U.S. DOL, OSHA Commemorate Workers Memorial Day

On April 27, administrators from the U.S. Department of Labor’s (DOL’s) Occupational Safety and Health Administration (OSHA) and Mine Safety and Health Administration (MSHA) will join anonline broadcast of the annual Workers Memorial Day ceremony. Hosted by Dough Parker and Christopher Williamson, assistant secretaries for OSHA and MSHA, respectively, the ceremony will be broadcast from OSHA’s Washington headquarters at 1 p.m. EDT. 

Parker and Williamson will be joined by Liz Shuler, AFL-CIO president, and Wanda Engracia, vice president for the United Support & Memorial for Workplace Fatalities. Engracia’s husband, Pablo Morillo, was one of three workers killed in a 2005 industrial explosion in New Jersey.

On April 28, 1970, the nation first observed Workers Memorial Day at a time when an estimated 38 people died on the job in the U.S. each day. Today, work-related injuries claim the lives of approximately 14 people each day in the U.S.—that’s one life lost every 101 minutes. Workers Memorial Day pays tribute to deceased workers and their surviving loved ones, as well as reinforce the commitment to protect this nation’s workforce.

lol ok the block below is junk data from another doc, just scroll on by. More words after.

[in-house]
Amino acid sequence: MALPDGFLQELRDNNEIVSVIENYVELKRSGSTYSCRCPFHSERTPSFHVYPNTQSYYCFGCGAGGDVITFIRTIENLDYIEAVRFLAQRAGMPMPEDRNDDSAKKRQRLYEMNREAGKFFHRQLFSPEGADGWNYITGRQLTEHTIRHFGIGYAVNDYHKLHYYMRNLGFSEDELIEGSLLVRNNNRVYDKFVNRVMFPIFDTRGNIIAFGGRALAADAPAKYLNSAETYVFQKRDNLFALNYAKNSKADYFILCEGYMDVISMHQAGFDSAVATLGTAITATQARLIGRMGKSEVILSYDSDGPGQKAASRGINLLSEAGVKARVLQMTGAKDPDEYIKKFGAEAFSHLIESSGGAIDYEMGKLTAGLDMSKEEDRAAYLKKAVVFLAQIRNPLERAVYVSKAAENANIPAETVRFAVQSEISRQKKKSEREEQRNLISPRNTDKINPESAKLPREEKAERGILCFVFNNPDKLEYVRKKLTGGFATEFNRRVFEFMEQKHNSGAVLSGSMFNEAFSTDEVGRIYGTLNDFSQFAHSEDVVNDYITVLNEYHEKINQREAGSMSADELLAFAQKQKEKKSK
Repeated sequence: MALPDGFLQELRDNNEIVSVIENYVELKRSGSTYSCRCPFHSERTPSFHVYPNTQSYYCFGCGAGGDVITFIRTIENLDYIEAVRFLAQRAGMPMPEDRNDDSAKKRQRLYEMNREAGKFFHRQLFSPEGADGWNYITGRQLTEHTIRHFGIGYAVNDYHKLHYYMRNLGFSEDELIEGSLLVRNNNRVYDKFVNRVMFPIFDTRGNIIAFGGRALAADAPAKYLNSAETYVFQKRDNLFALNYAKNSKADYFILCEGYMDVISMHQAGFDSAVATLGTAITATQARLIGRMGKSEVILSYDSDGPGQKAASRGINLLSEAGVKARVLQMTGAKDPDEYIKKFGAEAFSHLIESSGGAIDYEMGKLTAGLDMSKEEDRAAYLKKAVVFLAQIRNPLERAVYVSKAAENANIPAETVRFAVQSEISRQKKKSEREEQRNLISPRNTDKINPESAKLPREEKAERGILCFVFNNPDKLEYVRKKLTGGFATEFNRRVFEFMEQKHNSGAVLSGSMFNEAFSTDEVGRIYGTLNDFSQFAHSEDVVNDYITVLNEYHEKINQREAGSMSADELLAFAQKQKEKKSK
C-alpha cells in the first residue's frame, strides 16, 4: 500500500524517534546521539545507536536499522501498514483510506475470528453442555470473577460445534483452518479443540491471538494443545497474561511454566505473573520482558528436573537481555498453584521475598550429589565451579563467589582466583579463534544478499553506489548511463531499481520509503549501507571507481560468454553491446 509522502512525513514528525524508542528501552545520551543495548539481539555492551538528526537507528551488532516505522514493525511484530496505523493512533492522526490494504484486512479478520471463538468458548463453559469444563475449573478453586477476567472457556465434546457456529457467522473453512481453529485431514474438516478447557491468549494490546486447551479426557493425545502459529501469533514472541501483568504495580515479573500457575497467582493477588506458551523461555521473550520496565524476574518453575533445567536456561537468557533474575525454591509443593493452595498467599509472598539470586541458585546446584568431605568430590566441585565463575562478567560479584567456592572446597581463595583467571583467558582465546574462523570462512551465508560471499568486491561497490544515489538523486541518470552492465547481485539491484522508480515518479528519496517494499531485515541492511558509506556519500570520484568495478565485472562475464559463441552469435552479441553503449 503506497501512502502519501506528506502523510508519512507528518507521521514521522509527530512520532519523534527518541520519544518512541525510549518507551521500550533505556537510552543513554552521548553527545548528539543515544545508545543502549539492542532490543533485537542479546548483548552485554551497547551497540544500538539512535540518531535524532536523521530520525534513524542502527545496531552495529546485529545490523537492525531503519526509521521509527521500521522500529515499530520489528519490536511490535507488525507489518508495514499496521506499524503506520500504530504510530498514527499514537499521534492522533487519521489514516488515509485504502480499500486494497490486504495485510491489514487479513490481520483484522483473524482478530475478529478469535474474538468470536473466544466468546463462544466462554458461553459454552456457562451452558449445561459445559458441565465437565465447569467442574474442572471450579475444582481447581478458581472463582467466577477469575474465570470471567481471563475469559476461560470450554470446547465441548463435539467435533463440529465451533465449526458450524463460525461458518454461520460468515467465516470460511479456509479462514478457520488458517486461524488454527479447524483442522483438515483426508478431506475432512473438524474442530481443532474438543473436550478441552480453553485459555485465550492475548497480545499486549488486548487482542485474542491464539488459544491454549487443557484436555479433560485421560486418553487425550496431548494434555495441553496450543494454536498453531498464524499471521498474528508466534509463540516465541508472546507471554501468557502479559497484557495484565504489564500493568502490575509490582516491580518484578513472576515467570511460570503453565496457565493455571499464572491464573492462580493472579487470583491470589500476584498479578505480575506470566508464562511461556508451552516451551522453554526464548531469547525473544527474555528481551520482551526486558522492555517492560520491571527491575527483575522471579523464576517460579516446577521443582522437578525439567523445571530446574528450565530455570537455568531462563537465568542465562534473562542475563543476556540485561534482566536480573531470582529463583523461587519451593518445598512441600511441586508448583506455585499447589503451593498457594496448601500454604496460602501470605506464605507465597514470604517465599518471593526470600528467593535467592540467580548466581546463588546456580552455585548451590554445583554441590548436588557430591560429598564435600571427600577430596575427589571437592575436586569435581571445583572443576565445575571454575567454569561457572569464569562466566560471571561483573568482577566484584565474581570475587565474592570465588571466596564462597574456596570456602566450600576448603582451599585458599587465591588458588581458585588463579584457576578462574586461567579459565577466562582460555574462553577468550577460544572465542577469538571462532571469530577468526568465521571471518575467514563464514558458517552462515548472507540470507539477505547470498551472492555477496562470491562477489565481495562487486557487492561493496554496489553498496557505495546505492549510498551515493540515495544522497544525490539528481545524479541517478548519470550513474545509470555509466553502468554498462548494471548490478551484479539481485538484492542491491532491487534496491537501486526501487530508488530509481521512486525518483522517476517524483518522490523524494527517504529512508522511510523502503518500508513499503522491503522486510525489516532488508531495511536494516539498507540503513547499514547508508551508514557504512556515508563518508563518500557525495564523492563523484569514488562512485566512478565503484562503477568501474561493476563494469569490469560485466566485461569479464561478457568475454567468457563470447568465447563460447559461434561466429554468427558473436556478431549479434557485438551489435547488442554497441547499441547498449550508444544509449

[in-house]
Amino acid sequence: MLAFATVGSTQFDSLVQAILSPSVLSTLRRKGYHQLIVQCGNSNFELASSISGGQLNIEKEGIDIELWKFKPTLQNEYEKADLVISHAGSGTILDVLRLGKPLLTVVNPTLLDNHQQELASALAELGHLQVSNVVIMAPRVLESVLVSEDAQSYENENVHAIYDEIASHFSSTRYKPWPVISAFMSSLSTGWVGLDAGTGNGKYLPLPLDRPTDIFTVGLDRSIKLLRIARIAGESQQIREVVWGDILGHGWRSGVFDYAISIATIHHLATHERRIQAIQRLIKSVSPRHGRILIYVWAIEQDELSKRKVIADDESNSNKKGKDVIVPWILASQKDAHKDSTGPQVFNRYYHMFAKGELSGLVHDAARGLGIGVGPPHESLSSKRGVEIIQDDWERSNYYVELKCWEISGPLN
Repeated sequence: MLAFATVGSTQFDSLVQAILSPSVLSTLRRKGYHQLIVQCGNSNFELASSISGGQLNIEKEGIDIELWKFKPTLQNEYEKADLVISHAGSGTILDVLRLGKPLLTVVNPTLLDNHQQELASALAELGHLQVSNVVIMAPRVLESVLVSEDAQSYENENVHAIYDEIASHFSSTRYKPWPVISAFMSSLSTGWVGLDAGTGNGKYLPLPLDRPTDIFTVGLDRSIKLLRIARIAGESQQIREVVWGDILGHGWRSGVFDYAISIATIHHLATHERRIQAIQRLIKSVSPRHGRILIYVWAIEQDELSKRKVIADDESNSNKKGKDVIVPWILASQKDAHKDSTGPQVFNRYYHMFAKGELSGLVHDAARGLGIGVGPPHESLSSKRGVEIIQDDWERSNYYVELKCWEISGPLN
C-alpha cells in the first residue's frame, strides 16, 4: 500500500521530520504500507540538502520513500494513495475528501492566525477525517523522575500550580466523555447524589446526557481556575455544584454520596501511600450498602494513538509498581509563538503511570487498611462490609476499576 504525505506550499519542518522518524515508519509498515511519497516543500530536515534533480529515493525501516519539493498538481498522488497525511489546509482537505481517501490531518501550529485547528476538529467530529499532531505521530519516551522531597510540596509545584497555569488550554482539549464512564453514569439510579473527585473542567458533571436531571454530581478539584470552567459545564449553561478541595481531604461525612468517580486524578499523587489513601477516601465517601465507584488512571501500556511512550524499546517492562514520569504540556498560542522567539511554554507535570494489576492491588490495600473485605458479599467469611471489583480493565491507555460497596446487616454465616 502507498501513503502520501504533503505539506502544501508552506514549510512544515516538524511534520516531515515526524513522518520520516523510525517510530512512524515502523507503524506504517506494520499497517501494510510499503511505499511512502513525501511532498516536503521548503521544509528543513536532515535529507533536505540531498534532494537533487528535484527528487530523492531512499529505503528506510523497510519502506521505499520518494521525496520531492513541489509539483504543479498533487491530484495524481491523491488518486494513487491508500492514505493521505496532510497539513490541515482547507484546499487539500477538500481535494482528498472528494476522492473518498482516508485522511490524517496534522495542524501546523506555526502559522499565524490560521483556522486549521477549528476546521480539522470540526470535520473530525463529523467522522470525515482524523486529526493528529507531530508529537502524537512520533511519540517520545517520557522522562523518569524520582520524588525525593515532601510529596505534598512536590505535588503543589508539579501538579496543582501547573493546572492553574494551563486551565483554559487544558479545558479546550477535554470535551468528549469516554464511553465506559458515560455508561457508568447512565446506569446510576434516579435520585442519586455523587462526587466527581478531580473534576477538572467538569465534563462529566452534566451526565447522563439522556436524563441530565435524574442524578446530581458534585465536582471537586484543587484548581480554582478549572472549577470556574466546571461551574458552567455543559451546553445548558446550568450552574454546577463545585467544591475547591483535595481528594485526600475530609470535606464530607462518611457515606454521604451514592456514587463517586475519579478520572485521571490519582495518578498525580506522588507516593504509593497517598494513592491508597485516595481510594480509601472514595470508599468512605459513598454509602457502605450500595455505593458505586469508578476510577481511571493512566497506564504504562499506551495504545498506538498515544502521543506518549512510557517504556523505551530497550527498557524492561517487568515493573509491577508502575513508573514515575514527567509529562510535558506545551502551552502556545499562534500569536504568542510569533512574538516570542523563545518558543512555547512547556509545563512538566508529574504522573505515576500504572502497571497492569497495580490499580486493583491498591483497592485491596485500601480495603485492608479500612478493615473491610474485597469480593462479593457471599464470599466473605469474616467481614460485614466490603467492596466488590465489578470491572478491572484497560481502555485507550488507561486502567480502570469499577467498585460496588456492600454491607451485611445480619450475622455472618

On Friday, April 28, 2023, families, workers, labor unions, and advocates, along with OSHA and MSHA representatives, will participate in local Workers Memorial Day events across the nation to remember the lives lost and raise awareness of workplace safety to help prevent future tragedies.  

“On Workers Memorial Day, as we remember the people whose jobs claimed their lives, we must recognize that behind these numbers, there are people who mourn each loss,” says Parker. “For them, these statistics are loved ones: they’re parents, children, siblings, relatives, friends, or co-workers. On this day of remembrance, we should reflect on what might have prevented their loss and recommit ourselves to doing all we can—and all that can be done—to safeguard workers and fulfill our moral obligation and duty as a nation to protect America’s workers.” 

“On Workers Memorial Day, we come together to remember those workers we have lost, including those who suffered toxic exposures at work that led to fatal illnesses which were entirely preventable,” says Williamson. “Repeated and prolonged exposures to unsafe levels of coal dust, silica, and diesel exhaust can slowly strip a miner of their livelihood and dignity, and eventually their life. We must honor their loss by doing all we can to protect the health and safety of our nation’s miners.” 

View the online Workers Memorial Day event from Washington on April 27

Source: OSHA, www.osha.gov